In case you didn’t know it, Venezuela is a country in turmoil at the moment. The country is in the midst of a years-long brutal economic depression, their currency is nearly worthless, unemployment is said to be as high as 25 percent, and violent protests have broken out as a result of these things. Now General Motors’ Venezuelan factory is caught in the turmoil too.
CNN Money and other outlets report that GM’s plant in Valencia—which once made a wide variety of cars from compacts to pickup trucks and SUVs but has only been making spare parts in the last two years—was seized by government authorities on Wednesday. The automaker called the move an “illegal judicial seizure of its assets,” which include cars and other items from the factory.
As a result, GM is forced to halt operations in the country. From the story:
The automaker said the seizure showed a “total disregard” of its legal rights. It said that authorities had removed assets including cars from company facilities.
“[GM] strongly rejects the arbitrary measures taken by the authorities and will vigorously take all legal actions, within and outside of Venezuela, to defend its rights,” it said in a statement.
GM’s subsidiary in the country — General Motors Venezolana — has operated in Venezuela for nearly 70 years. It employs nearly 2,700 workers and has 79 dealers in the country. GM said it would make “separation payments” to its workers.
The question is why the socialist government of embattled president President Nicolas Maduro—the handpicked successor to now-deceased strongman Hugo Chavez—would seize the GM plant. And that reason isn’t immediately clear. The CNN Money story notes that Maduro has long blamed the U.S. for the country’s economic problems—indeed, Venezuela has “temporarily” seized other American-owned factories there before, including that of Clorox.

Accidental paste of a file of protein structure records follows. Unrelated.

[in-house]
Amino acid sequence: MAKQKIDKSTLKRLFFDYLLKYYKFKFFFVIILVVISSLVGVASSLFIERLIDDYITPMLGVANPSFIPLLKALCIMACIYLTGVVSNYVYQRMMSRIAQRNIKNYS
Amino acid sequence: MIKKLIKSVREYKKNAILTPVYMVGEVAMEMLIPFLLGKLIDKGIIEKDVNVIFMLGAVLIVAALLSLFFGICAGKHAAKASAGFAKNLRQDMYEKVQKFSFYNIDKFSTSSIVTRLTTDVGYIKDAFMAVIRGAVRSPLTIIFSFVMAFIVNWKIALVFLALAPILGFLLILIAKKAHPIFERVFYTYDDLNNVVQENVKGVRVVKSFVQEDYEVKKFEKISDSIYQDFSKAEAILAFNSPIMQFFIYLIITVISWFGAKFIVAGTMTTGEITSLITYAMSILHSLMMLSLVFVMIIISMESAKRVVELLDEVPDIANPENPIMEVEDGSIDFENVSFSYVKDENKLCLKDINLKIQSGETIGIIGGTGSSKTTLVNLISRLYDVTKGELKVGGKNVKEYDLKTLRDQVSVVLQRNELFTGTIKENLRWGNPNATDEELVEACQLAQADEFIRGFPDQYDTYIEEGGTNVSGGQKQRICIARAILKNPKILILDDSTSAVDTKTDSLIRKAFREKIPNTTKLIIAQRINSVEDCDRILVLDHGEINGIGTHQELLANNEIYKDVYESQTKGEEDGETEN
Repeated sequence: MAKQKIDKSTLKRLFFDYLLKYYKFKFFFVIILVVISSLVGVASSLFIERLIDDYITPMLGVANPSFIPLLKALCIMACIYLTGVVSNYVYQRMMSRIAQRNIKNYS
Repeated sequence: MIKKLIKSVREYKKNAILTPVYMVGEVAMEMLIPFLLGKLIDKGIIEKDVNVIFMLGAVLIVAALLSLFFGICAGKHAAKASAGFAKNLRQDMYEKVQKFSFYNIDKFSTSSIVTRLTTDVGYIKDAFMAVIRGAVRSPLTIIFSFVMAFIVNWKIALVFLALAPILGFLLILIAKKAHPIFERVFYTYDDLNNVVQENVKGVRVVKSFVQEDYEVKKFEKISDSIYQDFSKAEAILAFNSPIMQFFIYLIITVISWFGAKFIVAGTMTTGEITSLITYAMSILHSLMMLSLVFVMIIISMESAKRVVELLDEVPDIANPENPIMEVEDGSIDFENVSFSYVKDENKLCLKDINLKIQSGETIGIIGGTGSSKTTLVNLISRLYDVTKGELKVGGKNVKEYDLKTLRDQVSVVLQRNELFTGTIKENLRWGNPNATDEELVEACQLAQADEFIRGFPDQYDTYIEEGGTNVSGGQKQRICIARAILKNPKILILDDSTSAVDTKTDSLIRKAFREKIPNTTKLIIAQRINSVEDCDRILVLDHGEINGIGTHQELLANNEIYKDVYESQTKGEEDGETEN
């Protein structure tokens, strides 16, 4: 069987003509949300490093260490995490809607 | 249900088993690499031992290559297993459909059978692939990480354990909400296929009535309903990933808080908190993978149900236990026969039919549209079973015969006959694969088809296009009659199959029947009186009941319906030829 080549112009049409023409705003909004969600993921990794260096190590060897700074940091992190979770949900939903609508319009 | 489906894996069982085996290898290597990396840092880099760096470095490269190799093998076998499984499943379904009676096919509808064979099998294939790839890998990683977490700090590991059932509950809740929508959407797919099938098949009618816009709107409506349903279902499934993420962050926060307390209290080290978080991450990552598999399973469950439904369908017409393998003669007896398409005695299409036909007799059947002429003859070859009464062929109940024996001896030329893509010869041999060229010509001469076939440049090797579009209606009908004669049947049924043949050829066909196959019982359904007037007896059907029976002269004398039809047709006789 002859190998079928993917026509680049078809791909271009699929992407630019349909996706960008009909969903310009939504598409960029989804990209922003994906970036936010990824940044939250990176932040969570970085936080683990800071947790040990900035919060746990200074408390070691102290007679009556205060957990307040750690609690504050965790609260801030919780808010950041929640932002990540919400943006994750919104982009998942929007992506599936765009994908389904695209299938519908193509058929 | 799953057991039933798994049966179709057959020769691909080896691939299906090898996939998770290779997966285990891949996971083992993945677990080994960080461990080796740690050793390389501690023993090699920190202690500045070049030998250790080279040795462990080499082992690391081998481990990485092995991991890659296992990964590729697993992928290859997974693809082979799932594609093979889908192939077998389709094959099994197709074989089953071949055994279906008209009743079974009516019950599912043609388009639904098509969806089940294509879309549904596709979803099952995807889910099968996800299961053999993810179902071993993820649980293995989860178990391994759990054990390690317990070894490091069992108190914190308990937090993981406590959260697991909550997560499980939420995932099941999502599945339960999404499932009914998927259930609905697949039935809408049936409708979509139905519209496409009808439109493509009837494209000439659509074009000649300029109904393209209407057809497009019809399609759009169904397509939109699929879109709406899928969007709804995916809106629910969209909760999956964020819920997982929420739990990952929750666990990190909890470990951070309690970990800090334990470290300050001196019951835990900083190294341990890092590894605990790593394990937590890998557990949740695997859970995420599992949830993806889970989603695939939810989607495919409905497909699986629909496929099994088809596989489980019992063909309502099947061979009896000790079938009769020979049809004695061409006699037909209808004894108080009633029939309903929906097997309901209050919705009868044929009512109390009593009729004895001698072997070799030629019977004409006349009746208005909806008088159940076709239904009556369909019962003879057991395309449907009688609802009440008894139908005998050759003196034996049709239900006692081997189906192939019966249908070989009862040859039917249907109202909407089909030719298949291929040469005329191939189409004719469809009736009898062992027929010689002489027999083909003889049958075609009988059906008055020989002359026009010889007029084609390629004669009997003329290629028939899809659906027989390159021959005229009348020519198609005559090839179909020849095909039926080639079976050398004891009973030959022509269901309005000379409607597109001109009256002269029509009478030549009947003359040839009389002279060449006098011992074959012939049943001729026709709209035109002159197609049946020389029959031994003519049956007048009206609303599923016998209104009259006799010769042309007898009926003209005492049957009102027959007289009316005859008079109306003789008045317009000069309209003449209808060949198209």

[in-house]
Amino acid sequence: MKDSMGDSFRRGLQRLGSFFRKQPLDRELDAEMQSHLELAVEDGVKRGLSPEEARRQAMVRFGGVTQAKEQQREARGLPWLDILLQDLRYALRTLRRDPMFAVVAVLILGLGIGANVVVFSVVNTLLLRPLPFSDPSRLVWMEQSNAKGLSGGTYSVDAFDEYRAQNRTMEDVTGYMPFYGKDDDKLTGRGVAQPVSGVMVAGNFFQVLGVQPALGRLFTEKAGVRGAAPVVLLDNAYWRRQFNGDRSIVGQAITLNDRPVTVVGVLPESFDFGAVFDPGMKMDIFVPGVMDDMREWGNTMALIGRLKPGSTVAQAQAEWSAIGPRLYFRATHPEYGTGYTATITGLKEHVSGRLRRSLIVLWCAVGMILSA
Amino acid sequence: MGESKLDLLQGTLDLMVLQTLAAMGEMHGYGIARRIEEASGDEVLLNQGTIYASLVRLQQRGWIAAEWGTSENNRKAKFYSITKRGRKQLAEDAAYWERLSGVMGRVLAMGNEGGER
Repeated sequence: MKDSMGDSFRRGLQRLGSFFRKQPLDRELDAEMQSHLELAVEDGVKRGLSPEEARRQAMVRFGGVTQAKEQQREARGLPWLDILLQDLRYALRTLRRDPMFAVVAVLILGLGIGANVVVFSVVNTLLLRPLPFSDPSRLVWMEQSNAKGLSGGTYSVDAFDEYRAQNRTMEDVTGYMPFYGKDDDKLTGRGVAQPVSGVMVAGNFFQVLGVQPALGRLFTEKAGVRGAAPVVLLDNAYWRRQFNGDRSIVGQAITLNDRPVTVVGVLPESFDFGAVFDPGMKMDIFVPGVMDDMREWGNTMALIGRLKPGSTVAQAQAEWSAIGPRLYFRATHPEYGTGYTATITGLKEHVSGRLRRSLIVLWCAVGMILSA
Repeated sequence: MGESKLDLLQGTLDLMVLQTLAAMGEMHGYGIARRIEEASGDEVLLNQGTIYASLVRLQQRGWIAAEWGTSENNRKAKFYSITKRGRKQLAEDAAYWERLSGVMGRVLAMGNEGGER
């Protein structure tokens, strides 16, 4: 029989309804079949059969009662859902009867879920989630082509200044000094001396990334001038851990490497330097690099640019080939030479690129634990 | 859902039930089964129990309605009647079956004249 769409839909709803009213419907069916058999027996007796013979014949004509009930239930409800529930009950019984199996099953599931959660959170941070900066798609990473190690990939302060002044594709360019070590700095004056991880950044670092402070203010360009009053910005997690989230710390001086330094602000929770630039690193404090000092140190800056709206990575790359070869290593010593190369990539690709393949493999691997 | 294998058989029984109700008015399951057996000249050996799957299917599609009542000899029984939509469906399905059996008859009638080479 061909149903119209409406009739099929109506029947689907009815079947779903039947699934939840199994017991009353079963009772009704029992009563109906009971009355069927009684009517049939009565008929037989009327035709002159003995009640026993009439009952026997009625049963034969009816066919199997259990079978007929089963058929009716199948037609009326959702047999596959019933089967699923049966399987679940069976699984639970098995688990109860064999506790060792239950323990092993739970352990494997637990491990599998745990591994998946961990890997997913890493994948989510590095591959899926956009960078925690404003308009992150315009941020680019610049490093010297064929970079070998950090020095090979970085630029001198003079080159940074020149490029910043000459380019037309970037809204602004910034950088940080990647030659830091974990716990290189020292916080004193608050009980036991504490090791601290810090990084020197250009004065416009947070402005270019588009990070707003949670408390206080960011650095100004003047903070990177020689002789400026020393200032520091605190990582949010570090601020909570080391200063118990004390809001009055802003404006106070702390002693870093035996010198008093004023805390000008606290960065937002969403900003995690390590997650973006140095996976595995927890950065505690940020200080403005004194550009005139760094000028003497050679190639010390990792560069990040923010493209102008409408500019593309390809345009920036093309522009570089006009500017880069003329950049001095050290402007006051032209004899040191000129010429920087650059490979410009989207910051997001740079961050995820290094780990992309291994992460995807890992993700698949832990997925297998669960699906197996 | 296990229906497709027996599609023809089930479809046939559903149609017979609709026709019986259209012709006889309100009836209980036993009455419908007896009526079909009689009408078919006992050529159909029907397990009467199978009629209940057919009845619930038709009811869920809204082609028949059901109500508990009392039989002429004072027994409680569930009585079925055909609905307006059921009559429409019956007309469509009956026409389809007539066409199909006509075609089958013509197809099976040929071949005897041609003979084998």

As The Detroit News notes, those economic problems have been a drag on GM for years, causing it to lose more than $700 million in 2015. Ford lost even more in Venezuela that same year. From their story on the matter:
South American operations, which include Venezuela, account for a relatively small portion of GM’s earnings and sales. Last year the company lost $400 million before taxes in South America, but as a whole the company made a pretax profit of $12.5 billion. GM sold just over 583,000 vehicles in the region last year, but that was only about 6 percent of its total sales.
In its 2016 fourth-quarter earnings release, the company said that its South America region “remains challenged from macro-economic and political standpoints.”
Companies have been cutting operations in Venezuela as a result of runaway inflation and strict currency controls. Last May, tire maker Bridgestone sold its business there after six decades of operating in the country.
As you can tell, the country’s economy is, to use a technical term, fucked at the moment. Meanwhile in the rest of Venezuela, protests over this situation are widespread and violent; at least four people are reported dead in the chaos, and journalists attempting to cover the situation have been beaten and even detained.
At least one analyst has said the day may have arrived where the Valencia plant is “unsalvageable.” We’ll see where GM goes with the matter from here.
Correction: This post has been updated to be clear on what the GM Venezuela plant actually makes at present.